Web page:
Get to know the language of ballet with our handy illustrated guide. We'll add new moves and ballet positions each week; if you've any you'd like to see be sure to add a comment below...
Temps Levé Arabesque
Temps levé, a hop from one foot with the other raised in any position, in this case arabesque (the leg extended behind the body with the knee straight.)
Attitude is a position in which the dancer stands on one leg (the supporting leg) while the other (working leg) is lifted and well turned out with the knee bent. The lifted or working leg can be behind (derrière), in front (devant), or on the side (à la seconde) of the body. The attitude position can be performed with the supporting leg and foot either en pointe, demi pointe or on a flat foot.
A grand jeté is a long horizontal jump, starting from one leg and landing on the other; it usually involves a full leg splits in mid-air. The dancer hits the fullest split at the height of the jump, with weight pushed slightly forward, giving a gliding appearance.
A soubresaut is a sudden, straight-legged jump, with toes pointed and landing with the feet in the same position as starting.
Relevé in fifth
In this image Pippa has risen to full pointe from fifth position. Fifth position is where one foot is placed in front of, and in contact with, the other. The heel of one foot will be aligned with the toe of the other foot. Relevé means rising from any position to balance on one or both feet with heels off the floor or higher to full pointe.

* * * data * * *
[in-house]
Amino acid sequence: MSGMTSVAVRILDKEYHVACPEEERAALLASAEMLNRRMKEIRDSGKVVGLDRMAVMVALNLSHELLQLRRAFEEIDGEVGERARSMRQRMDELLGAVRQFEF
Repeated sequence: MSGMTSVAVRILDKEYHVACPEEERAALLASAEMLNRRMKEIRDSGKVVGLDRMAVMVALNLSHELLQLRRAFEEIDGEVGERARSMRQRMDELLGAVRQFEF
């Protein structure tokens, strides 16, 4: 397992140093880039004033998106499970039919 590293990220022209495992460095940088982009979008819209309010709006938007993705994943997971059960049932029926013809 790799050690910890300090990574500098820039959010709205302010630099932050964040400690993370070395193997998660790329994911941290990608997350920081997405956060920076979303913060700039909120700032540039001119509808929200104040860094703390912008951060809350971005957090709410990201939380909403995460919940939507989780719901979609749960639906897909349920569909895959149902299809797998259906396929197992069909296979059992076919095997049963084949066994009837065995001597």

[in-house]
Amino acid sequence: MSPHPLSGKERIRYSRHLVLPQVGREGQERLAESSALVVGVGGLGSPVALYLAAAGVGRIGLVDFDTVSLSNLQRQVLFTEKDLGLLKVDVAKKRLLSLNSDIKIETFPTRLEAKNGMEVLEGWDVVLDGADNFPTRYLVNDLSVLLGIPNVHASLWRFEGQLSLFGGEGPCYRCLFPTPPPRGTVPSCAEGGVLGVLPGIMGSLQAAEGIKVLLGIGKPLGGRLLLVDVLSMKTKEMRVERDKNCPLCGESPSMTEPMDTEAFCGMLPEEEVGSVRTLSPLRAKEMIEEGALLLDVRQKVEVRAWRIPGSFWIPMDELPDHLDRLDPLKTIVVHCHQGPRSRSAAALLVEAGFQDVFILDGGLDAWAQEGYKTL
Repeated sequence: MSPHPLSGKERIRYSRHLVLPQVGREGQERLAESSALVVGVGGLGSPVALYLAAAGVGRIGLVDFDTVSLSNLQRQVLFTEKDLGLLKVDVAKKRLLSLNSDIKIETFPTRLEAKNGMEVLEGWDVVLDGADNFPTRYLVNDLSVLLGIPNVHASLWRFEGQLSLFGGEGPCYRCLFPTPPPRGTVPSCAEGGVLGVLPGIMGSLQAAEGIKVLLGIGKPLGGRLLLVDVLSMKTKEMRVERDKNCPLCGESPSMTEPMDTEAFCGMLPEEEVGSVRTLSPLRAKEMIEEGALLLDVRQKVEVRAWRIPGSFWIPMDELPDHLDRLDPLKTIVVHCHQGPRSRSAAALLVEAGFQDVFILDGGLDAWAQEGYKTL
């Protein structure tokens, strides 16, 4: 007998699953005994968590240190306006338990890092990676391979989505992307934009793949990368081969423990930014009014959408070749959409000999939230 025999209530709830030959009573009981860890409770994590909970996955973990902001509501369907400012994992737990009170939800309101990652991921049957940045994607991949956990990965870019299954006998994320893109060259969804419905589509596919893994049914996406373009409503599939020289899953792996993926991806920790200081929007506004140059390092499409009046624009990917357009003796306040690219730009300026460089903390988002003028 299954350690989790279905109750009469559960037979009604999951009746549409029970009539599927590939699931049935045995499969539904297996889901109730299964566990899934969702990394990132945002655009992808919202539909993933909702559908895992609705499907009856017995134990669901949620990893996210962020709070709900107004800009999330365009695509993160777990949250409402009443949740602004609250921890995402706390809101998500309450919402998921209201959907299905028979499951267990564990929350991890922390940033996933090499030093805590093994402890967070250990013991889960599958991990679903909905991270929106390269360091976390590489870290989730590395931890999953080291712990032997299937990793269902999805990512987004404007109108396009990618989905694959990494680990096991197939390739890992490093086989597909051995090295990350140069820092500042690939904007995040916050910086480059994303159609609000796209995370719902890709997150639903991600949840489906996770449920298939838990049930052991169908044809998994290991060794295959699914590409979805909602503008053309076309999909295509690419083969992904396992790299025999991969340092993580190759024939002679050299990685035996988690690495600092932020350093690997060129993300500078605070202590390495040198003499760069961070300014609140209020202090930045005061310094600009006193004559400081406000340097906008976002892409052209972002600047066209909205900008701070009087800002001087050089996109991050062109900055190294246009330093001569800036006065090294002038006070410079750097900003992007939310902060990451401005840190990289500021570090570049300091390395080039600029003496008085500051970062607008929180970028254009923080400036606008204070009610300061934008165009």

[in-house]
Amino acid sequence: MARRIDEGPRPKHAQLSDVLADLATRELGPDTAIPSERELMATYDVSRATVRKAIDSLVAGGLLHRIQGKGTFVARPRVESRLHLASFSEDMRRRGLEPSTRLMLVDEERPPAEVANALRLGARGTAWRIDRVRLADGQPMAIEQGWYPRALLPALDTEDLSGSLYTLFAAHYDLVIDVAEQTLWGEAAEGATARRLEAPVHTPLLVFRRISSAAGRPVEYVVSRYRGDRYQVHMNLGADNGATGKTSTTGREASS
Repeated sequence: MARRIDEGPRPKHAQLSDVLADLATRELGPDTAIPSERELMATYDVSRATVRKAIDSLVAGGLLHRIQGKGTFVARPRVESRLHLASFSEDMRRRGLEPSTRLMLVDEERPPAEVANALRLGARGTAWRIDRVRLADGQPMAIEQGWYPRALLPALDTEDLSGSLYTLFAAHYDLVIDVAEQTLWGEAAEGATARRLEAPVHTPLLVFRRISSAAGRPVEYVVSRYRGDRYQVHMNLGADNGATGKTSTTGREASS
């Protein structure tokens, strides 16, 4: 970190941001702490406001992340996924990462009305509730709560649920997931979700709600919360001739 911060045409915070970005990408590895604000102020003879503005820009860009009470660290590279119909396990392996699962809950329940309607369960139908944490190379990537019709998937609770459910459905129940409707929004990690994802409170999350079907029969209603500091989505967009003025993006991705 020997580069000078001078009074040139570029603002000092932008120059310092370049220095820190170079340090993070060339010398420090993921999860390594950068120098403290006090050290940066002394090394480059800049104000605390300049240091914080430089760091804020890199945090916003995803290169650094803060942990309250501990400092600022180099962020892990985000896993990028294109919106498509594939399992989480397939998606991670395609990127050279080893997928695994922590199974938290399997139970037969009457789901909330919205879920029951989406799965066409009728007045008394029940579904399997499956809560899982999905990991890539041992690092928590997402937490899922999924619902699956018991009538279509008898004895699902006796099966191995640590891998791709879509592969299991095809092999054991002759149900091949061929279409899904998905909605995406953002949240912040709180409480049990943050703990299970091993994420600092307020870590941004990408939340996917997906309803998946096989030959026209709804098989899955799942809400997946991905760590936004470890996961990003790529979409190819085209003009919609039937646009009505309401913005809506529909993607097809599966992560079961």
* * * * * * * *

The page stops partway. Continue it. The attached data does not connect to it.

Retiré devant is a common pose during standard pirouette and an intermediate position for other moves. The working leg is raised just in front of the knee cap (but can be raised higher) and is sharply bent and ‘turned out’ to the side.
Cabriole, meaning caper. An allegro step in which the extended legs are beaten in the air.
Arabesque indicates a position of the body where the dancer stands on one leg, while the other leg is extended behind the body, with both knees straight. When the angle is much greater than 90° and the body leans forward to counterbalance the back leg, the pose is called arabesque penchée.
Flying (or grand) pas de chat
'The step of the cat.' The dancer jumps sideways, and while in mid-air, bends both legs up (two retirés) bringing the feet up as high as possible, with knees apart. In a flying (or grand) pas de chat the first leg is extended.
Some text on this page comes from wikipedia.org.